Honoring our caregivers can take many forms

Recently my mother returned home to New Hampshire after two wonderful weeks visiting me and my husband here in California. I had lots of goals for the visit, and we accomplished many of them.

Two remarkable things happened that I did not plan for.

Because we finally had some quality time together, my mother opened up about some of the high and low points on her journey caregiving for my father. When times were physically and emotionally the hardest for her, she told me, she would will herself to get through just one more day, especially in the last few years of my father’s life.

Parkinson’s disease was a battle they both were fighting.

She recounted the last time she and my father made the trip from New Hampshire to Myrtle Beach, S.C., for two months over the winter. They took a commuter plane back home, and on this particular day, my father’s “freezing” from Parkinson’s was so bad, he could not get himself out of the seat when the plane landed.

After all the other passengers got off the plane, the flight attendants tried to figure out how to help my dad off, as the narrow aisle of the commuter plane would not accommodate a wheelchair. Finally, they brought out a dolly, strapped my father to it and rolled him down a ramp. It was humiliating, my mother said. She will never forget how embarrassed they both were.

On the other hand, a high point occurred recently when she attended the funeral of our childhood neighbor, Patricia. Patricia’s three sons made a beeline for my mother, saying my dad was like a second father to them.

When they needed a tool to repair a bicycle, for example, my father would tell them to bring the bike over, and they would work on it together. And when the boys’ dog Duchess was hit by a car and died, my father made a grave marker for them from his woodworking set. It was so meaningful to my mother to hear about the old days and how my father made a positive difference in the lives of these men.

Then there was the day early in my mother’s visit when I had a sudden moment of inspiration.

A few years earlier, I had treated myself to a professional portrait session with local master portrait photographer Kitti McMeel. I figured if folks were going to look at my picture above my column, it should at least be a current one.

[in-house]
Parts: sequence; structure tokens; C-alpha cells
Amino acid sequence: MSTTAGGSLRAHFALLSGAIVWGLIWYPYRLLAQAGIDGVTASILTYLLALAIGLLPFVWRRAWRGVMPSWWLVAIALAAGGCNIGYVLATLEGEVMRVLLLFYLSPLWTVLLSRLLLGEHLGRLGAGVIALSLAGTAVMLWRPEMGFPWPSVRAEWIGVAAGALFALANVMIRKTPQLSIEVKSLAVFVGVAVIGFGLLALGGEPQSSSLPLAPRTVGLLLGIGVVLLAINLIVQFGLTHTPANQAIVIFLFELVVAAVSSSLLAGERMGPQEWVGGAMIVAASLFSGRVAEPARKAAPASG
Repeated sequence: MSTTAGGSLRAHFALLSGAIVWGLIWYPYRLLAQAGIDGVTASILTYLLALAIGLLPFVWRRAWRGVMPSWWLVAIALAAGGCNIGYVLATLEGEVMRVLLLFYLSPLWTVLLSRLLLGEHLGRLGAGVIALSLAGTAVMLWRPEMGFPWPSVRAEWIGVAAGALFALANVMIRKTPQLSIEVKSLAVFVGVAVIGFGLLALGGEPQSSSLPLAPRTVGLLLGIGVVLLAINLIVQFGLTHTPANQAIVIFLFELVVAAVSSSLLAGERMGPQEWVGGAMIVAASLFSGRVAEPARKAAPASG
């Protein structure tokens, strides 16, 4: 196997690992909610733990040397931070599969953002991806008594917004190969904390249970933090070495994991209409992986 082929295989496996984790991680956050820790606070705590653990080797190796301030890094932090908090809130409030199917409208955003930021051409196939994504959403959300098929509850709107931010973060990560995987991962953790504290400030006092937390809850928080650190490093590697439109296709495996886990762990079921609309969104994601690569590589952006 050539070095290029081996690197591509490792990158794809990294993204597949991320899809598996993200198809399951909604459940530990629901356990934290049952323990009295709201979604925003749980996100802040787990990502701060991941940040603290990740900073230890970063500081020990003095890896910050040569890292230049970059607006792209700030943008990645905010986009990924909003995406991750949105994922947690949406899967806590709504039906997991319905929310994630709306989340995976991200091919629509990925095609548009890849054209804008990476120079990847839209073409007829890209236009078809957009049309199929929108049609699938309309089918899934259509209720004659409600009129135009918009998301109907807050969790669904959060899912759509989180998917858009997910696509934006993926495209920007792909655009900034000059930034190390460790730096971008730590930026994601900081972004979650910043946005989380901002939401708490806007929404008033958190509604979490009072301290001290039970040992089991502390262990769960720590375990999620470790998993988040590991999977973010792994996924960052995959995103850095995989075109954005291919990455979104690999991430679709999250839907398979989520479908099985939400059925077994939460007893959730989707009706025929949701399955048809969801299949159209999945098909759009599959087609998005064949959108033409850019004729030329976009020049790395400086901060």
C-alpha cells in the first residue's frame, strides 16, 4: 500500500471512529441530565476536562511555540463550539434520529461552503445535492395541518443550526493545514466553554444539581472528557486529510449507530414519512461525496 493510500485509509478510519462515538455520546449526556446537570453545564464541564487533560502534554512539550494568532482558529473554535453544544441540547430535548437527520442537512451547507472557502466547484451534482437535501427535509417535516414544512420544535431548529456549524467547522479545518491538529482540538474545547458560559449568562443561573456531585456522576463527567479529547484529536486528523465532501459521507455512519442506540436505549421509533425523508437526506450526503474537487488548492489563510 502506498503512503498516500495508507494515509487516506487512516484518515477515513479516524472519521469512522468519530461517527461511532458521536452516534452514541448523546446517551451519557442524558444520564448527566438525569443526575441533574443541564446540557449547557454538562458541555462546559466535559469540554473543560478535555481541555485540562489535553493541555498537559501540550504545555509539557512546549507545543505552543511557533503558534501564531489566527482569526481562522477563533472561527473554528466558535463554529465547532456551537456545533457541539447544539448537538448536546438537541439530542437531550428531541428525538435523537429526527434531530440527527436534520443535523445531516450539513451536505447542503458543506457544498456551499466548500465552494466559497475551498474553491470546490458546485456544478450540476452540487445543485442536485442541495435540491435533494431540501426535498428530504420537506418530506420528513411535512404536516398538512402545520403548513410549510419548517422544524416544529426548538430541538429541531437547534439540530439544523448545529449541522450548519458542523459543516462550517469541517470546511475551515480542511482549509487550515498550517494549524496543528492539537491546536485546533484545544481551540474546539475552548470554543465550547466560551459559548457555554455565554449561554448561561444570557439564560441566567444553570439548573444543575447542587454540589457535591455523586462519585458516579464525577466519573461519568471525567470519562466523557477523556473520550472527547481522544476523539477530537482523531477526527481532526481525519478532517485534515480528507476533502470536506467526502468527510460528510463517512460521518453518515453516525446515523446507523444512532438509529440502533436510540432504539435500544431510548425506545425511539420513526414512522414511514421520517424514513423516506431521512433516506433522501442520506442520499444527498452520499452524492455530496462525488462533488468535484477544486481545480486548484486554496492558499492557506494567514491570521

I thought, how about a portrait session for my mother, so that she could see the beauty others see in her.

I quickly called Kitti to see if she could fit in a session for my mother while she was in town. She could. I knew it could be an empowering and inspiring event because Kitti does such an amazing job of bringing a person’s inner light to the outside.

I had the double pleasure of Kitti taking some legacy portraits of my mother and me at the same time. It was an experience to treasure. Reveal day came, and we were blown away. What a gift the session was for both of us.

This visit with my mother underscored for me how very energizing it can be for a caregiver to share thoughts and feelings, to be listened to and to be honored for all that they do.

To honor all the other family caregivers out there, on Fri., March 15 Senior Concerns will host the fourth annual Caregiver Recognition Day at Los Robles Greens in Thousand Oaks.

The free event is intended to honor and inspire local family members who are caring for an aging loved one. This year, Fritz Coleman of NBC4 will be the special guest comedian.

And I am especially excited to announce that one lucky attendee will win a portrait session of their own donated by Kitti McMeel.

For more information on Caregiver Recognition Day or to make reservations, go to www.seniorconcerns.org.

Spread the word about this remarkable event. It will be a lasting gift for someone who works so hard caring for another.

 

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Andrea GallagherAndrea Gallagher

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